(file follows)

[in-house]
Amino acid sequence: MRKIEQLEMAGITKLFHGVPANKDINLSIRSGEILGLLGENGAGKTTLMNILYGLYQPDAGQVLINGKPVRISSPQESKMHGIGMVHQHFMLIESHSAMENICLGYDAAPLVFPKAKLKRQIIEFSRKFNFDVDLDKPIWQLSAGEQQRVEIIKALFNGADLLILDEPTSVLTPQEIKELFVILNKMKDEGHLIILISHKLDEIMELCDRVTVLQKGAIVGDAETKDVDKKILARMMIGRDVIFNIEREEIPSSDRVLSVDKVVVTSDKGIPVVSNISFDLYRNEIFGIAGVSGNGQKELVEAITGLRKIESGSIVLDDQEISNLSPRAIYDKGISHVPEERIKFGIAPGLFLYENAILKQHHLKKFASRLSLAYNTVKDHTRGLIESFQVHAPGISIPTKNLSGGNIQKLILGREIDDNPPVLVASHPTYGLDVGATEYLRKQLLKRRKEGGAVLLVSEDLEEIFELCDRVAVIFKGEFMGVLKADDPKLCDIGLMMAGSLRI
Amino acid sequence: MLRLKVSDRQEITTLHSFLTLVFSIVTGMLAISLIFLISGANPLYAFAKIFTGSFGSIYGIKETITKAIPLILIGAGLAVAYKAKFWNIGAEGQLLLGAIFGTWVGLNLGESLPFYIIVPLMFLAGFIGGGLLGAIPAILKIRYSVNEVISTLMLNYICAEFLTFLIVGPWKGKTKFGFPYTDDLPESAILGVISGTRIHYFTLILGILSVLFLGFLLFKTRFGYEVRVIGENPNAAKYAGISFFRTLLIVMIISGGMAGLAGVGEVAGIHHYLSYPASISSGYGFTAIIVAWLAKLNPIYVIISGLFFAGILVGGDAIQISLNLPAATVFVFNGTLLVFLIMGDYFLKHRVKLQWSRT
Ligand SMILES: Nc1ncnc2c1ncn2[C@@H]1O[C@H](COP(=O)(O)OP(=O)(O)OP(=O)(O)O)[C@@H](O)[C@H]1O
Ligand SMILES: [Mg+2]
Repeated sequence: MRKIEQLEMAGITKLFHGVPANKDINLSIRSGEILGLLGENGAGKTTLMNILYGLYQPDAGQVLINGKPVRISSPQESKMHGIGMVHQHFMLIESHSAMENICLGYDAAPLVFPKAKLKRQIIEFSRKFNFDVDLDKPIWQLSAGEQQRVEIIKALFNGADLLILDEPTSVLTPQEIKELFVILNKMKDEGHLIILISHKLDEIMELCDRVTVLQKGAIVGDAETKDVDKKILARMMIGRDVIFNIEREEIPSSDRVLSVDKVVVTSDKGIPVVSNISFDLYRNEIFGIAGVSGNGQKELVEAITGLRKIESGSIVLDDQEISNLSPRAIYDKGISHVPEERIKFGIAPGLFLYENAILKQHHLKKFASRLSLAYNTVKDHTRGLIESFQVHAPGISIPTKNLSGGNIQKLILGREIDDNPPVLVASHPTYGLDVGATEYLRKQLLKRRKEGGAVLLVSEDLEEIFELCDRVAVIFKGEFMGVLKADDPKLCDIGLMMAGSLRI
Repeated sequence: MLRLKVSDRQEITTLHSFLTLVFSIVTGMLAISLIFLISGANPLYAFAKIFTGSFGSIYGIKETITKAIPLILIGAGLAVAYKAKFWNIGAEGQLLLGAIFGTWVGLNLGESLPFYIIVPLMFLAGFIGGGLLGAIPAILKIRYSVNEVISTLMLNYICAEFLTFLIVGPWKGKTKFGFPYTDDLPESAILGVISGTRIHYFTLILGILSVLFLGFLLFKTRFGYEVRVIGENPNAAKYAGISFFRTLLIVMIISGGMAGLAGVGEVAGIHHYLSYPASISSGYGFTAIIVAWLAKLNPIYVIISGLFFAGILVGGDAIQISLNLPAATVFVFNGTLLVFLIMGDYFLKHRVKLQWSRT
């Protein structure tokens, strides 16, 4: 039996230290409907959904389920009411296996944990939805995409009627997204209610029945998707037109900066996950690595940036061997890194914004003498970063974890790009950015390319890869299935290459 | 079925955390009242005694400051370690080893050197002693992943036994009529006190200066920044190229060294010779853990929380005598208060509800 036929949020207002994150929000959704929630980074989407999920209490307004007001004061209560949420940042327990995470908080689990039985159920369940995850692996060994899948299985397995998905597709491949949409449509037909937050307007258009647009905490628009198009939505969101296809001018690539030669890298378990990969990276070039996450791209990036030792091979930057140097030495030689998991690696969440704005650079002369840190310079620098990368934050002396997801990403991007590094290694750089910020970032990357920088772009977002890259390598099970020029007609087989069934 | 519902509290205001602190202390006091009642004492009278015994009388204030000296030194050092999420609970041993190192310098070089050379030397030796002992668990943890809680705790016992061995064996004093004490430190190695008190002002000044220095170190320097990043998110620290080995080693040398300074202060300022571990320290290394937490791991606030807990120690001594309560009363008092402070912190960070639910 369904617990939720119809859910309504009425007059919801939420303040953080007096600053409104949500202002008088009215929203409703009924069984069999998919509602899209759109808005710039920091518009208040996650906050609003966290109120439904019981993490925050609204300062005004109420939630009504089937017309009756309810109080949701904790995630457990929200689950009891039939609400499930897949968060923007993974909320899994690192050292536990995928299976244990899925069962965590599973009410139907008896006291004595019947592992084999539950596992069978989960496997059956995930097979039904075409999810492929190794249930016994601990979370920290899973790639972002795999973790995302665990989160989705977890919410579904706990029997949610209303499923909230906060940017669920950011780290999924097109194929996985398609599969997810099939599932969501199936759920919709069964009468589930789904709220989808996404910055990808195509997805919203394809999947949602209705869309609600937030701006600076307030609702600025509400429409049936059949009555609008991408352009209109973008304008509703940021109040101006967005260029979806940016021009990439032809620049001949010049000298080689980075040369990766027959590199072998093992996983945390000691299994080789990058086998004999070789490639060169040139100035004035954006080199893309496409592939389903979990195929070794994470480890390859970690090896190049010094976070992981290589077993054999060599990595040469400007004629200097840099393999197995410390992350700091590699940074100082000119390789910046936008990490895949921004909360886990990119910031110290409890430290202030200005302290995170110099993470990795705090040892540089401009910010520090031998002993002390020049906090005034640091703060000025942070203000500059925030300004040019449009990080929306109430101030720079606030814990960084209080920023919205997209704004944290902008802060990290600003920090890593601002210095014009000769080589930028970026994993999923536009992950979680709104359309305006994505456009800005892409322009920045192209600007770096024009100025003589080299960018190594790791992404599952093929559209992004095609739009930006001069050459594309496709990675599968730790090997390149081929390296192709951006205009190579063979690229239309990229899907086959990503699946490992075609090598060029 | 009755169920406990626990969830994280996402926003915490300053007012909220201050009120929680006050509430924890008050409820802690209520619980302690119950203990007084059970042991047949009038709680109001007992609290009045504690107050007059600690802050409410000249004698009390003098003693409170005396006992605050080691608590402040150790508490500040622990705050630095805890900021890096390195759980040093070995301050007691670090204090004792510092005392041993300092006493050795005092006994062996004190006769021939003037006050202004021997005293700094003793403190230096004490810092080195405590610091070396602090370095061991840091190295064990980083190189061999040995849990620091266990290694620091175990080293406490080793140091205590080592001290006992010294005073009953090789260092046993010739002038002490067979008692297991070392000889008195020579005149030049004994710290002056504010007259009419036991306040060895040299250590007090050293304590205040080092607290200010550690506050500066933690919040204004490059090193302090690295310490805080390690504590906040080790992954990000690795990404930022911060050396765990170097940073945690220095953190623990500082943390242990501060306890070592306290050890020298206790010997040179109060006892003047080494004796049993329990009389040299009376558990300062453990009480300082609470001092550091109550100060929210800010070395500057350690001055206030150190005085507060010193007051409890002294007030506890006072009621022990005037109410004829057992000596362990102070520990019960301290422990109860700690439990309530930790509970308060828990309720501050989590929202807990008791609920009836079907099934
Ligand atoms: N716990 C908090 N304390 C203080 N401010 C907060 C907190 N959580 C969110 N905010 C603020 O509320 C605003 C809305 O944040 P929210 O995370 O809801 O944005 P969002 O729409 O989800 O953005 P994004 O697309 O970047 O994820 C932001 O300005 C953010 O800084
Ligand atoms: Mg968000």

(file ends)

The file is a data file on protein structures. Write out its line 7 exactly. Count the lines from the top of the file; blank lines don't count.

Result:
Repeated sequence: MLRLKVSDRQEITTLHSFLTLVFSIVTGMLAISLIFLISGANPLYAFAKIFTGSFGSIYGIKETITKAIPLILIGAGLAVAYKAKFWNIGAEGQLLLGAIFGTWVGLNLGESLPFYIIVPLMFLAGFIGGGLLGAIPAILKIRYSVNEVISTLMLNYICAEFLTFLIVGPWKGKTKFGFPYTDDLPESAILGVISGTRIHYFTLILGILSVLFLGFLLFKTRFGYEVRVIGENPNAAKYAGISFFRTLLIVMIISGGMAGLAGVGEVAGIHHYLSYPASISSGYGFTAIIVAWLAKLNPIYVIISGLFFAGILVGGDAIQISLNLPAATVFVFNGTLLVFLIMGDYFLKHRVKLQWSRT